‘Empire’ star Jussie Smollett attack investigated as a hate crime by Chicago police

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Following racist and homophobic comments, a star from Fox’s “Empire” was brutally attacked Tuesday morning in Chicago.

Around 2 a.m. Tuesday, the 36-year-old actor Jussie Smollett was walking in the 300 block of E. North Lower Water Street when two men assaulted him after yelling racist and homophobic remarks. During the assault, the men wrapped a noose around the actor’s neck and poured a chemical on him, police said in a statement Tuesday.

While the Chicago Police Department said it’s taking the matter ”very seriously” and investigating it as a hate crime, they were not able to provide a description of the attackers who currently remain at large.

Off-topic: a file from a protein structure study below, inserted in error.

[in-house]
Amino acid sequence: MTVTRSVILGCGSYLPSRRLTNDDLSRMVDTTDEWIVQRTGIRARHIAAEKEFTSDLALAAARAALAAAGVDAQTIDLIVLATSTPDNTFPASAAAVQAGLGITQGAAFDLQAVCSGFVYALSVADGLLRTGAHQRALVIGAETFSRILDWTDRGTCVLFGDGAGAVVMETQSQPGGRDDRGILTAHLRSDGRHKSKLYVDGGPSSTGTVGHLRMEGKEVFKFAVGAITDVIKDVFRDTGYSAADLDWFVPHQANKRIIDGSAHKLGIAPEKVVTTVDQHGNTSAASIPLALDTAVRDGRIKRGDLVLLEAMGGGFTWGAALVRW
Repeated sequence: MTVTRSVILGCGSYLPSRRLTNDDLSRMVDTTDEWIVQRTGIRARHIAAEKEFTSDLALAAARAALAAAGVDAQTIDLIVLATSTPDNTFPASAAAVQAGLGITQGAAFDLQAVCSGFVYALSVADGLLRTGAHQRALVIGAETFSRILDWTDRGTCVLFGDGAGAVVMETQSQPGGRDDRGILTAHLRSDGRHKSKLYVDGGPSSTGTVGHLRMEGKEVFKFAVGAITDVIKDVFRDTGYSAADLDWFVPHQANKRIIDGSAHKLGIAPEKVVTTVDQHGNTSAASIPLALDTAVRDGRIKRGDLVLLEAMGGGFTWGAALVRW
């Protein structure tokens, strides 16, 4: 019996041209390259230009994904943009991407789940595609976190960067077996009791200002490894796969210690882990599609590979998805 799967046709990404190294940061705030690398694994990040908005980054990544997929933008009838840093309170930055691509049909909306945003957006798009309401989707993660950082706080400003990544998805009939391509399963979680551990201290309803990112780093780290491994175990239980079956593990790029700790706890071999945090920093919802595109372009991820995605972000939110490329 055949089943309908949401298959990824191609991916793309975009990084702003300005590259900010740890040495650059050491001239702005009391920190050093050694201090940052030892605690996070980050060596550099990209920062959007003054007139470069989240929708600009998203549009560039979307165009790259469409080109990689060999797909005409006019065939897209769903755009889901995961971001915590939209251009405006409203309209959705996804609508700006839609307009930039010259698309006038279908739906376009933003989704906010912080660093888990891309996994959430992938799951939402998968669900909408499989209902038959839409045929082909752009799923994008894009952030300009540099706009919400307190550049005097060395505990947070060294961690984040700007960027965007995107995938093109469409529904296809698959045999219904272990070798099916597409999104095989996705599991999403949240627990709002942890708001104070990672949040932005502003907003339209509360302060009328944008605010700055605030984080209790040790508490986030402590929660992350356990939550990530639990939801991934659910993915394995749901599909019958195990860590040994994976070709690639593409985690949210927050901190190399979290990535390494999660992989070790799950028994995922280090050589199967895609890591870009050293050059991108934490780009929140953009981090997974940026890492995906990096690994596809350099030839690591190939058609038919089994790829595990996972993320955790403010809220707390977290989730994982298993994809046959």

According to TMZ, the two attackers were both “white men and wearing ski masks” and among other derogatory statements screamed “this is MAGA Country.” Multiple outlets are also reporting Smollett received racist and homophobic hate mail prior to the attack.

The FBI Chicago Field Office, which would be investigating those incidents, had no comment on the matter.

The incident could be a test for CPD and its ability to properly investigate hate crimes. According to a U.S. Department of Justice’s 2017 report, CPD does not have sufficient resources for investigating hate crimes.

The police department’s civil rights unit, which is tasked with investigating potential hate crimes, had just two investigators at the time of the report, compared with the New York Police Department’s hate crimes task force, which has 26 officers and two civilians. The DOJ recommended that the department provide better training to supervisors, detectives and officers on identifying and reporting hate crimes.

The Chicago Police Department’s own numbers around hate crimes, which it calls “bias-related offenses” in its 2017 annual report, show that most of the hate crimes it investigates are when white men are listed as the victim.

During 2016 and 2017, CPD reported 132 hate crimes with race or ethnicity listed as the factor in nearly half of the incidents and another 38 percent based on religion.